What is the purpose of images? Is it just a medium to attract attention or do images speak to us? We believe that images have an impact on the viewer and also add to a narrative in the society. If one sits back, and introspects a little, we realise that whenever we read a news story which is reporting gender based violence, the image used is such which portrays the woman as the victim. The victim who is helpless and powerless with no future. While we always see the face of the victim and to a certain extent feel pity for the victim, what we never feel is empathy for the victim/survivor. What we also never feel is anger towards the perpetrator, because after all where is the perpetrator in the image?
Last week, a group of graphic designers, illustrators, artists, photographers, writers, activists, journalists, people working on gender issues met at the “Redraw misogyny: Change the narrative” event co-organised by Breakthrough India, Instagram, ICFJ Knight International Journalism Fellowship and Hacks/Hackers. They spent the whole day engaging with each other progressing one step at a time. They first began by establishing the problem with these images and then followed it up by thinking of concepts which they can implement where they come up with images that counter these issues.
The discussion amongst the participants was an exciting one. While some emphasised on how the focus could be shifted to the perpetrator, some spoke about how the colours used or the the background portrayed often recreates the horror of the violence and needs to be changed. A participant who is a photographer brought in the point about how it is also essential to think about what is it that a photograph can capture and what is it that we can reflect through an illustration. Keeping the law in mind, we really can’t put a photograph which has the face of the victim/survivor or the perpetrator. Then what are some of the other things that can be captured through a lens and still add to the narrative on gender based violence?
Another very pertinent point that surfaced during the discussion was that there are no images available which take into account that men and boys are also subjected to gender based violence. Further, what about the violence that LGBTQIA people are subjected to? Can we think about images which portray the victim/survivor in a gender neutral way? However, while a discussion on portraying the survivor/victim as gender neutral progressed, it was also pointed out that we need to be careful about not playing into the classic Men’s Rights Activists argument that men are ‘exploited’ by women. As we move towards gender neutrality it is important to acknowledge that women are more vulnerable to violence in a patriarchal society. And this, argument needs to be further fleshed out keeping in mind how identities such as caste, class, religion, sexuality, disability intersect.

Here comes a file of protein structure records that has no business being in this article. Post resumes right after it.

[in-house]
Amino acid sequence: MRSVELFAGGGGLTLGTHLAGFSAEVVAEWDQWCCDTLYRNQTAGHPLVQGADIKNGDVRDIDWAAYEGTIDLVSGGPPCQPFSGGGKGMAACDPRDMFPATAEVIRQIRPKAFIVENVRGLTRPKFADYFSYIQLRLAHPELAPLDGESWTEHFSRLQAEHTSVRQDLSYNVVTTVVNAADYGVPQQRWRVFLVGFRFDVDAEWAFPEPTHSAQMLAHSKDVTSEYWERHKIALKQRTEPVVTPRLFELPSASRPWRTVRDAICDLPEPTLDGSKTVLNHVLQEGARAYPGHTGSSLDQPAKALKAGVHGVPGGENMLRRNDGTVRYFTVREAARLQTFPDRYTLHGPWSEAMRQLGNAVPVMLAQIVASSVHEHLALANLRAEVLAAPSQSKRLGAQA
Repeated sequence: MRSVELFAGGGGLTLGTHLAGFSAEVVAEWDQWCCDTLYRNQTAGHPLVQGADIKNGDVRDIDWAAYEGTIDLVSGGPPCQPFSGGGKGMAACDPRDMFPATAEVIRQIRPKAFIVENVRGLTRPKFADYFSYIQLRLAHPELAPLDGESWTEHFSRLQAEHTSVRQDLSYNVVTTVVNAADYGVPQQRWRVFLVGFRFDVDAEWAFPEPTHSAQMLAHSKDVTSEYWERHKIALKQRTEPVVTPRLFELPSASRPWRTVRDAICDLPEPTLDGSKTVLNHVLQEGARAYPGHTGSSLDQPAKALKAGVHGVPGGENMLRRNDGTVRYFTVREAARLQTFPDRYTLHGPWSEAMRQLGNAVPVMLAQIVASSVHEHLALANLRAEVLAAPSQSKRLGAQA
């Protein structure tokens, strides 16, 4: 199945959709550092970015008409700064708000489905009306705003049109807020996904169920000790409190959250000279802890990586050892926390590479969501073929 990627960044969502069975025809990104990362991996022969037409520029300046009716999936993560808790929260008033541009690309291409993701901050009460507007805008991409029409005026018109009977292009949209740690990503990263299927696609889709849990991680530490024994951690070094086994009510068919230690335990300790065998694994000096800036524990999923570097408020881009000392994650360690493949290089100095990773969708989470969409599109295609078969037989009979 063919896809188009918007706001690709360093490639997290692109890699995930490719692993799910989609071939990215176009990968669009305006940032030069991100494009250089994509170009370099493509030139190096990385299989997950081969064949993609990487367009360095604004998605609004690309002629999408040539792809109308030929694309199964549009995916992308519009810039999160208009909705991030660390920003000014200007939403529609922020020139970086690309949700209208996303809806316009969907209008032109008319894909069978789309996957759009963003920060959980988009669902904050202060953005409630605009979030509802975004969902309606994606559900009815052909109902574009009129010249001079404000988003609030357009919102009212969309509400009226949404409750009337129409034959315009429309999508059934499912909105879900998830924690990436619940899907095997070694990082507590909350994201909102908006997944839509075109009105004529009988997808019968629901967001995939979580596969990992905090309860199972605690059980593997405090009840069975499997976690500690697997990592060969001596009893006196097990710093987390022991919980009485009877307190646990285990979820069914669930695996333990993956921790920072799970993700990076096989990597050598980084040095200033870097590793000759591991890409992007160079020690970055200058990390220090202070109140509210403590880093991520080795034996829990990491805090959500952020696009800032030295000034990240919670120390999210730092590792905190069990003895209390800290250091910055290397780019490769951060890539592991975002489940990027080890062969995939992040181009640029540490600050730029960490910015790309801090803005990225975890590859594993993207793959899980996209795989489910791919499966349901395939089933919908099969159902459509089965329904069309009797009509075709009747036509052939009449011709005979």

When we talk about gender based violence, the power at play is not only between the victim/survivor and the perpetrator. Power plays at multiple levels. The society, the authorities, family everybody comes in. Keeping this in mind, a lot of participants spoke about how we can move beyond a depiction of just the perpetrator or the victim/survivor and for instance depict bystander intervention or simply a supportive legal and judicial system. Participants followed different methods to arrive at a concept. One group spoke about how envisioning ideas such as empathy, justice and agency enabled them to come up with ideas for images which change the narrative.
This meetup was the first step. All the participants are working on their concepts and will soon get together again with the final images. These images will be disseminated in newsrooms and will be available on the internet under the creative commons license. The fact that the final aim is to disseminate these images in newsrooms was constantly kept in mind. The idea is to make a diverse pool of images available which can be used when gender based violence is being reported.
Very often, we are asked, violence is violence, why try and represent a silver lining? Why call a person a survivor when clearly he/she was subjected to violence and he/she may not actually ever cope with it? These are very valid questions. But, the real question is do we stop at the violence? At every step, survivors are told that they did not ‘behave’ like a victim. Even if a person wants to cope, does the society allow for that to happen?
Is it unreal and ambitious to envision an empowered life for a person who has been subjected to violence? Can we break free from a cycle of violence? We believe we can and we have to make that journey from depicting a victim to depicting a survivor. The dominant patriarchal narrative has to be challenged and we are all set to do so by simply redrawing it.
To view pictures of the event, click on this link.